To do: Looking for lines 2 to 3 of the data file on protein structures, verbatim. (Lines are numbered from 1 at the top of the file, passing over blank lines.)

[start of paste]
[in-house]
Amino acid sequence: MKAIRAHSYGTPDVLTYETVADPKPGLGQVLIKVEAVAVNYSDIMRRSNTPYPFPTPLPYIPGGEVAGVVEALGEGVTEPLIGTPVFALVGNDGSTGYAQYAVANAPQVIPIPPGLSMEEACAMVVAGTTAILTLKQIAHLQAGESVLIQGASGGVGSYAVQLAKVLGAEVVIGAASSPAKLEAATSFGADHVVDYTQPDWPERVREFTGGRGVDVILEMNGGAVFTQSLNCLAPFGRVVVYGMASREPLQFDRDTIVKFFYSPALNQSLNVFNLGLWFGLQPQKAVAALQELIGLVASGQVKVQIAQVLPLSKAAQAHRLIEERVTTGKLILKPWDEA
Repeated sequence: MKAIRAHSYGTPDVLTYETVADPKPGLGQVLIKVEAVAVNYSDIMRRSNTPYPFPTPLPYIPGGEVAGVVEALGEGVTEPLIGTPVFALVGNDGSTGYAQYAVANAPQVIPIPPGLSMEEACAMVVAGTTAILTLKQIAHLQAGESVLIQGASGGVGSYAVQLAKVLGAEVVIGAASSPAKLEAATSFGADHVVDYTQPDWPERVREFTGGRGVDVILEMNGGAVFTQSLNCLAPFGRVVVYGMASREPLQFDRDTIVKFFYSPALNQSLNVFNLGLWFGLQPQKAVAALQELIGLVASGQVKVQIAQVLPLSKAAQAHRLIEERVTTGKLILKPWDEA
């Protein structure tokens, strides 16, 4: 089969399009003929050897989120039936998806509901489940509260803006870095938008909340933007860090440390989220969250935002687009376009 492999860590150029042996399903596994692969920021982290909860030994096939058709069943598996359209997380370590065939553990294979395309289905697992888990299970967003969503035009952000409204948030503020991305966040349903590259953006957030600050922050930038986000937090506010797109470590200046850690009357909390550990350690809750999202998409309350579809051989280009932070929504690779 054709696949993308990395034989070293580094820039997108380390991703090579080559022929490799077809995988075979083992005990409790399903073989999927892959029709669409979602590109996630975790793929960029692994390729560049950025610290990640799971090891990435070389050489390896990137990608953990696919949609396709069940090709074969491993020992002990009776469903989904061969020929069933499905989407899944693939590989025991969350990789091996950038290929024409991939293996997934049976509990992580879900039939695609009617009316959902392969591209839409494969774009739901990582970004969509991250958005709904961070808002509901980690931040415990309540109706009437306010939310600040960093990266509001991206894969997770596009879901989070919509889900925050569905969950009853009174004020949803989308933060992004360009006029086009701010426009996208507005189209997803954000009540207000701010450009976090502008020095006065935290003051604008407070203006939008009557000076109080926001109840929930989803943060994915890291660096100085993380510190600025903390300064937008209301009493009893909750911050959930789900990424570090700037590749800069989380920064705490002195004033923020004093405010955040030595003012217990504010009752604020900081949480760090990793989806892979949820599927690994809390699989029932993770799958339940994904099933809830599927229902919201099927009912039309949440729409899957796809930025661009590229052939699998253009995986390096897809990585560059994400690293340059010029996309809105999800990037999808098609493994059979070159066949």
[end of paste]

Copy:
Amino acid sequence: MKAIRAHSYGTPDVLTYETVADPKPGLGQVLIKVEAVAVNYSDIMRRSNTPYPFPTPLPYIPGGEVAGVVEALGEGVTEPLIGTPVFALVGNDGSTGYAQYAVANAPQVIPIPPGLSMEEACAMVVAGTTAILTLKQIAHLQAGESVLIQGASGGVGSYAVQLAKVLGAEVVIGAASSPAKLEAATSFGADHVVDYTQPDWPERVREFTGGRGVDVILEMNGGAVFTQSLNCLAPFGRVVVYGMASREPLQFDRDTIVKFFYSPALNQSLNVFNLGLWFGLQPQKAVAALQELIGLVASGQVKVQIAQVLPLSKAAQAHRLIEERVTTGKLILKPWDEA
Repeated sequence: MKAIRAHSYGTPDVLTYETVADPKPGLGQVLIKVEAVAVNYSDIMRRSNTPYPFPTPLPYIPGGEVAGVVEALGEGVTEPLIGTPVFALVGNDGSTGYAQYAVANAPQVIPIPPGLSMEEACAMVVAGTTAILTLKQIAHLQAGESVLIQGASGGVGSYAVQLAKVLGAEVVIGAASSPAKLEAATSFGADHVVDYTQPDWPERVREFTGGRGVDVILEMNGGAVFTQSLNCLAPFGRVVVYGMASREPLQFDRDTIVKFFYSPALNQSLNVFNLGLWFGLQPQKAVAALQELIGLVASGQVKVQIAQVLPLSKAAQAHRLIEERVTTGKLILKPWDEA